Arborea | Wayfaring Summer

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Band Website Arborea on Facebook Arborea on Youtube iTunes - Arborea's 'Wayfaring Summer' Arborea on Twitter

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United States - Maine

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Folk: Psych-folk Folk: Modern Folk Moods: Mood: Dreamy
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Wayfaring Summer

by Arborea

Maine folk duo Arborea creates timeless music, haunted by deep shadows ~Dirty Linen Magazine
Genre: Folk: Psych-folk
Release Date: 

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  Song Share Time Download
1. Wayfaring Summer
2:12 $0.99
2. River and Rapids
3:30 $0.99
3. Alligator
3:27 $0.99
4. Shagg Pond Revival
2:32 $0.99
5. On to the Shore
2:37 $0.99
6. Beirut
2:05 $0.99
7. Rain
2:05 $0.99
8. Dance, Sing, Fight
3:55 $0.99
9. Coda
1:08 $0.99
Downloads are available as MP3-320 files.


Album Notes
Combining the common emotional thread running through ancient British murder ballads and the more evocative music found deep in the Appalachian Mountains, Maine folk duo Arborea creates timeless music, haunted by deep shadows. Named after a species of trees, Arborea comprises Buck Curran on acoustic, slide, and electric guitars, flutes, banjo, and vocals, along with Shanti Curran, who sings lead and plays banjo, percussion, guitar, bowed strings, and ukulele. Their songs are bathed in shimmering harmonics, spectral slide, and positively spooky banjo. The songs also evoke a kind of mysterious quality, in which you are never quite sure what the songs are about, but they seem to touch a place in your soul that instinctively understands.
~ Dirty Linen Magazine


"How often do you come across something so unique and so original that you are just lost for words? When I heard Arborea, I didn't listen to anything else that evening. I didn't want to spoil that atmosphere you get when you hear something that moves you deep down inside.
I loved it, it was beautiful..." -Folk Radio, UK


Take a handful of politically sharp lyrics, hone them on a pedal-driven sharpening block in the lea of the old tumbledown barn until the point shines through, set them to melodies so intimate they sound like firelight whispers and moody, atmospheric instrumentation that soothes like a bubblebath and the result is Arborea. This ethereal duo of Buck Curran (who majors on guitars, bowed strings and vocals) and Shanti Curran (vocals, banjo and percussion) hail from Maine, USA and musically hail from a similar gene-pool to Marissa Nadler, especially, and the Appalachian folk musings of the Spectral Light & Moonshine Snakeoil Jamboree (or indeed any one of the several outfits the godfather of psych-holler folk, Timothy Renner, cares to adorn). There’s also a touch of classic British folksong bubbling through like blobs of methane emerging from a witchy well: ‘Beirut’ for example is pure Vashti Bunyan, at once heartbreaking and visceral. The title song ‘Wayfaring Summer’ is an instrumental tour de force of beautifully paced acoustic guitar with a banjo hovering around and through the melody like a moth drawn to a light. ‘River and Rapids’ could easily be a Charalambides outtake, psychedelic acid-folk peddling shadows, shades of meaning and feeling others could never express in words let alone a web of stateley electric music, while ‘Alligator’ finds Shanti murmuring seductively, implying and evading with a coiling, smoky vagueness, and ‘Dance, Sing, Fight’ finds the couple evoking sublime hallucinations in both vocal and instrumental splashes of lightness and shade. Two-thirty am and I feel like going for a walk amongst the trees. So that’s why they’re called Arborea. Magic you can visit, again and again. (Phil McMullen)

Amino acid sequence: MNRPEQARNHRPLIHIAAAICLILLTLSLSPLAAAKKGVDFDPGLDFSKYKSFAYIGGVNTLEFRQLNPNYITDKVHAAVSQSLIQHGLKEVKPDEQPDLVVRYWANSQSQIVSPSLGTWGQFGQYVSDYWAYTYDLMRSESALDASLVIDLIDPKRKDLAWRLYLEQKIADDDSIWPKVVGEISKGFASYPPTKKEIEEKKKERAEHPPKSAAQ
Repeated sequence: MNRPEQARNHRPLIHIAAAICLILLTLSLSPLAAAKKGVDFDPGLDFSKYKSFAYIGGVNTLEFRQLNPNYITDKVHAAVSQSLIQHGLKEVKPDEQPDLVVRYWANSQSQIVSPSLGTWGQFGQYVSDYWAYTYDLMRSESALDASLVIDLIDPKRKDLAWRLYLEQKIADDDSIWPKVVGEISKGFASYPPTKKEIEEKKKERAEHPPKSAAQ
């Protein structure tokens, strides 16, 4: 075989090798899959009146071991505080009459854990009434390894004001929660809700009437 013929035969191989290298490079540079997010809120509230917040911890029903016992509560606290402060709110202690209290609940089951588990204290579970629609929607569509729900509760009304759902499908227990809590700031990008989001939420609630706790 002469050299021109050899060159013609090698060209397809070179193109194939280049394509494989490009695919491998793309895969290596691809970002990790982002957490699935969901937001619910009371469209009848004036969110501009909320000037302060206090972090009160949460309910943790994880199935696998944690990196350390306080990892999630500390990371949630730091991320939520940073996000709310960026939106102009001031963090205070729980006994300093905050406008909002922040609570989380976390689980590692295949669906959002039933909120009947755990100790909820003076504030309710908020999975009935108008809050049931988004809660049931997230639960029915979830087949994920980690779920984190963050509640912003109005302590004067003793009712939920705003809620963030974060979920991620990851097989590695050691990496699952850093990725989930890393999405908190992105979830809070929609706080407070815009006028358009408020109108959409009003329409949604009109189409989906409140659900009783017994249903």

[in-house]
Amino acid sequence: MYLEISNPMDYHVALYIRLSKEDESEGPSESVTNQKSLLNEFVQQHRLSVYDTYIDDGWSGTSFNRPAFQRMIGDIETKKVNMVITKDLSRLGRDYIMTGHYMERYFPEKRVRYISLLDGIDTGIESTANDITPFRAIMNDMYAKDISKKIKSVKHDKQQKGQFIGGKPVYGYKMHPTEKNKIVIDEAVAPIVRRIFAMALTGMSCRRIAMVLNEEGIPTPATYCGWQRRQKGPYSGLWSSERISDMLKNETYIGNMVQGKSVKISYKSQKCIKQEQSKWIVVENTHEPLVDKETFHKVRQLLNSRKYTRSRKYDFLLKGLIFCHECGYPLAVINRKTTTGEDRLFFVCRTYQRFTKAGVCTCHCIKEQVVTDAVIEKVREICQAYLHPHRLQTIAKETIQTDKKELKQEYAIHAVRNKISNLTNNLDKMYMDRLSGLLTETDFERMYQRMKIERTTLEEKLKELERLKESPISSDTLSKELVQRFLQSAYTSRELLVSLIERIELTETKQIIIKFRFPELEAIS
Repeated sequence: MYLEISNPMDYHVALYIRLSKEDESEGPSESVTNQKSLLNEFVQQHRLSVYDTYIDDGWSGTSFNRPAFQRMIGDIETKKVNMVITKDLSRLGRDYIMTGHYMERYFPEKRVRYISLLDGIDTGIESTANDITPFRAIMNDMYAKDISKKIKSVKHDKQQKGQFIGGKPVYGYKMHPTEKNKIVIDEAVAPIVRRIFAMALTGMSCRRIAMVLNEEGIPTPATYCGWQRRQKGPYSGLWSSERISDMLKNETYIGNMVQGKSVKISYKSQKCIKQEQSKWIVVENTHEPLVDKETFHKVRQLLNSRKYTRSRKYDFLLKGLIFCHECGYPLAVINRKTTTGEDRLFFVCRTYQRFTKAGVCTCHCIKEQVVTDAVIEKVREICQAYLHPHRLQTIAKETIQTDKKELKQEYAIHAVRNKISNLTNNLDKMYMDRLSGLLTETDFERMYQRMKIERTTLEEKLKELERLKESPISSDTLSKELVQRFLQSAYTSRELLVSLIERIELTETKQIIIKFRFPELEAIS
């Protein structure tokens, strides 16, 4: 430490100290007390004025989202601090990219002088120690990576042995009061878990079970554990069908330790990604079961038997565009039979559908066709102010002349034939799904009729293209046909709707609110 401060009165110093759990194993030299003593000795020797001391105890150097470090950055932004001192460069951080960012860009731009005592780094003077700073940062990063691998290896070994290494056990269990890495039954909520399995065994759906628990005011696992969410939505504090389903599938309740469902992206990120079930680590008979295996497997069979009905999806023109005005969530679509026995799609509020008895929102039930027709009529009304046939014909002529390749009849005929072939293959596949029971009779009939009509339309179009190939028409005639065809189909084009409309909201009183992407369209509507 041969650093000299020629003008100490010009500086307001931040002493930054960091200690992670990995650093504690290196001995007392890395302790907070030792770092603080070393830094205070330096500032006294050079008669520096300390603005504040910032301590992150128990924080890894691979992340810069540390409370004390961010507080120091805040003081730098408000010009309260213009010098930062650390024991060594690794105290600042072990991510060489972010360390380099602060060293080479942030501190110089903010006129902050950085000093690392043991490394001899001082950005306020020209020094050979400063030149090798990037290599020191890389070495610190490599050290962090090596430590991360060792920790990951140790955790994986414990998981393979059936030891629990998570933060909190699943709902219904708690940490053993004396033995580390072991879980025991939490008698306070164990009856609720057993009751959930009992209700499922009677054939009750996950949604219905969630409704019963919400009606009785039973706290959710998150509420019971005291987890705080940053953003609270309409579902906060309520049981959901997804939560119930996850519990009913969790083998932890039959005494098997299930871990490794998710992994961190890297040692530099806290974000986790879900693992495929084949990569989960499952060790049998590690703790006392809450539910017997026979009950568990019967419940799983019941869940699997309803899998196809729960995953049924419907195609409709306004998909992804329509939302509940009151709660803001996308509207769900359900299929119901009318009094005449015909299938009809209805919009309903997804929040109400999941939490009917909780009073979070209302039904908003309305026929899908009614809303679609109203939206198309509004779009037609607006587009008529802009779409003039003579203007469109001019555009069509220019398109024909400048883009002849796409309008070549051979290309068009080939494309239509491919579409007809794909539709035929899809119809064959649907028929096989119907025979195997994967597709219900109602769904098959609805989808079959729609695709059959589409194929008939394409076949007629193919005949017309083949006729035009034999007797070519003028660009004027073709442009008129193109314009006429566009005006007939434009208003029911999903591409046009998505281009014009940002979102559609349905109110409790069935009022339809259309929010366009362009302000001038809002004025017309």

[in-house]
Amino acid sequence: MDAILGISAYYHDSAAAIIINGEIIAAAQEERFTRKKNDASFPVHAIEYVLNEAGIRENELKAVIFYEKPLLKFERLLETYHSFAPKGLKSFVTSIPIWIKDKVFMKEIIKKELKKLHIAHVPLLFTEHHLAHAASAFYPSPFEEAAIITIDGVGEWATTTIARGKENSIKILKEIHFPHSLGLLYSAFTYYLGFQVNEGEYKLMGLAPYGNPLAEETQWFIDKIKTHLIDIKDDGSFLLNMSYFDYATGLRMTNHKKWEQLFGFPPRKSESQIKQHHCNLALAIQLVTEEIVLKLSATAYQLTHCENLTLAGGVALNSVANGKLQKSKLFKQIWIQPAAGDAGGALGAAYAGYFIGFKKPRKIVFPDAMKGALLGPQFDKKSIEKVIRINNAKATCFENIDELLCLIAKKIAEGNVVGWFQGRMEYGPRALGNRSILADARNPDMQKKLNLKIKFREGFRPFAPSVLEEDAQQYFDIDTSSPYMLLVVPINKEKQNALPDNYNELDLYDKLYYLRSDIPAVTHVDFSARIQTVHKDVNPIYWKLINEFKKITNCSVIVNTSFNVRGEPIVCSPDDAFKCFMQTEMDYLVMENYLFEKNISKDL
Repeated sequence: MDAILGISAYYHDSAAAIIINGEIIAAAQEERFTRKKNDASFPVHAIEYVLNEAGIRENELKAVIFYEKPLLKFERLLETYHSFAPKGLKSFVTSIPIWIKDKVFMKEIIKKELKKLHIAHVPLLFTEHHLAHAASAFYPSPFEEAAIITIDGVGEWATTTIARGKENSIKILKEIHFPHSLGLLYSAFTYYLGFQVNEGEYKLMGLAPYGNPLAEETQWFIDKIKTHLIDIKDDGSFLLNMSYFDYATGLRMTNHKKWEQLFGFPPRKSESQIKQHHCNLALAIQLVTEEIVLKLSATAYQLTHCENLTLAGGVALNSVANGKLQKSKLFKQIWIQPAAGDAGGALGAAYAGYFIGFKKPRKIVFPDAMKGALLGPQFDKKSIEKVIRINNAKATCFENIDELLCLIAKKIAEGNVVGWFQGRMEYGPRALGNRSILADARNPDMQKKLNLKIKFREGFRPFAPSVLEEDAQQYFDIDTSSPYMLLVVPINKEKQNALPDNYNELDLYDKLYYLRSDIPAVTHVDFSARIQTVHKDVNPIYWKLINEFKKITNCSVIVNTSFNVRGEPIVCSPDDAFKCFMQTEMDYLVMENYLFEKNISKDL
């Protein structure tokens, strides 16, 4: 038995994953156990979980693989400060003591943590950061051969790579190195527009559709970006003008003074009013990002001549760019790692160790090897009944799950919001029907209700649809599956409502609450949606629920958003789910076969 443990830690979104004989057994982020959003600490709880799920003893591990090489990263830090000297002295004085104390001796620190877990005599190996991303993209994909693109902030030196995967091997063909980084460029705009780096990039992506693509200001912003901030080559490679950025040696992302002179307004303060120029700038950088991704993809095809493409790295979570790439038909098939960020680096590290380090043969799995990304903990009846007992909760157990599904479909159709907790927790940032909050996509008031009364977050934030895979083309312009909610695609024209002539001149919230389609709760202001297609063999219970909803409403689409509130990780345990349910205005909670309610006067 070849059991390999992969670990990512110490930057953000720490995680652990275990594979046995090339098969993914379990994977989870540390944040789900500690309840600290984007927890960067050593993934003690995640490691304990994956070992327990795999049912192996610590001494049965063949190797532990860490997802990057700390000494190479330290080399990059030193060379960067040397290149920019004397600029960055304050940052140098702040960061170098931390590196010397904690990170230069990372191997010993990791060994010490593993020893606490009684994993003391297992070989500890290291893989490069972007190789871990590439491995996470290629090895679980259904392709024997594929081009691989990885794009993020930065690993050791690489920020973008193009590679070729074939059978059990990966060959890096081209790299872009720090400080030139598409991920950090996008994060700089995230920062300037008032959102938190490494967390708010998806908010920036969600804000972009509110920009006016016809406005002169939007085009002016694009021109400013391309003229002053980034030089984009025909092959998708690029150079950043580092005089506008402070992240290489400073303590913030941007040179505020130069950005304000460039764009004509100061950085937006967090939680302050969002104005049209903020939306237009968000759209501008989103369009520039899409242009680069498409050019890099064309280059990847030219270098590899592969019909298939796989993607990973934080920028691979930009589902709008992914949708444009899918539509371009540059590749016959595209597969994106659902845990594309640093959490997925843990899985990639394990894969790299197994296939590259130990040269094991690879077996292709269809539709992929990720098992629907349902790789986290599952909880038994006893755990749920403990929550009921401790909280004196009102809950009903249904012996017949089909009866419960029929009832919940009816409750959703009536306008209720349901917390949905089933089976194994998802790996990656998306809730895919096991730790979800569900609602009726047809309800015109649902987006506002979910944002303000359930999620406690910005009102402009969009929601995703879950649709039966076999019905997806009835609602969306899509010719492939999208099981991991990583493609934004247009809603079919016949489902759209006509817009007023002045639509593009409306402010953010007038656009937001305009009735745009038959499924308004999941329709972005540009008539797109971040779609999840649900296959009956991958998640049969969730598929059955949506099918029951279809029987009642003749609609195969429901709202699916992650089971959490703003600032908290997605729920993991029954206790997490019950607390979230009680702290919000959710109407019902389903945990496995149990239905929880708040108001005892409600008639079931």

Album of the Year - Arborea 'Wayfaring Summer'